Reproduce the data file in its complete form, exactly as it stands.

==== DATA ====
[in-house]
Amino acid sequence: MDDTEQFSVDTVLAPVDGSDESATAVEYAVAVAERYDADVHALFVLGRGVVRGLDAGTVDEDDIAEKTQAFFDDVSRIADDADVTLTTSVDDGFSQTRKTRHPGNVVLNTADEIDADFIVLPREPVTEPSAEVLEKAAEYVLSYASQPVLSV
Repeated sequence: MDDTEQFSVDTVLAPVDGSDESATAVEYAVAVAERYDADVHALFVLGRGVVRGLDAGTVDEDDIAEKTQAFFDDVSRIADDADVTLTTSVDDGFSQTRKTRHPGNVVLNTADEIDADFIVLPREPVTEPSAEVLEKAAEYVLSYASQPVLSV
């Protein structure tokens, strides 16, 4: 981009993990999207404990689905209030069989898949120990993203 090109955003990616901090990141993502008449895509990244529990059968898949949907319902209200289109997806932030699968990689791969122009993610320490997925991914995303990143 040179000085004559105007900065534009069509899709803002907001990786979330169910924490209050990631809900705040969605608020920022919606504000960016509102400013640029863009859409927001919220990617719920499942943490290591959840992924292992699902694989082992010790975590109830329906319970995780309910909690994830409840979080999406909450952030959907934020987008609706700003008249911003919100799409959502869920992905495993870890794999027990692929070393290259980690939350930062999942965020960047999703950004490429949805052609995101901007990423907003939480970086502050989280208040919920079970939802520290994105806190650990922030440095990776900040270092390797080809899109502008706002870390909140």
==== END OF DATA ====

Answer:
[in-house]
Amino acid sequence: MDDTEQFSVDTVLAPVDGSDESATAVEYAVAVAERYDADVHALFVLGRGVVRGLDAGTVDEDDIAEKTQAFFDDVSRIADDADVTLTTSVDDGFSQTRKTRHPGNVVLNTADEIDADFIVLPREPVTEPSAEVLEKAAEYVLSYASQPVLSV
Repeated sequence: MDDTEQFSVDTVLAPVDGSDESATAVEYAVAVAERYDADVHALFVLGRGVVRGLDAGTVDEDDIAEKTQAFFDDVSRIADDADVTLTTSVDDGFSQTRKTRHPGNVVLNTADEIDADFIVLPREPVTEPSAEVLEKAAEYVLSYASQPVLSV
């Protein structure tokens, strides 16, 4: 981009993990999207404990689905209030069989898949120990993203 090109955003990616901090990141993502008449895509990244529990059968898949949907319902209200289109997806932030699968990689791969122009993610320490997925991914995303990143 040179000085004559105007900065534009069509899709803002907001990786979330169910924490209050990631809900705040969605608020920022919606504000960016509102400013640029863009859409927001919220990617719920499942943490290591959840992924292992699902694989082992010790975590109830329906319970995780309910909690994830409840979080999406909450952030959907934020987008609706700003008249911003919100799409959502869920992905495993870890794999027990692929070393290259980690939350930062999942965020960047999703950004490429949805052609995101901007990423907003939480970086502050989280208040919920079970939802520290994105806190650990922030440095990776900040270092390797080809899109502008706002870390909140």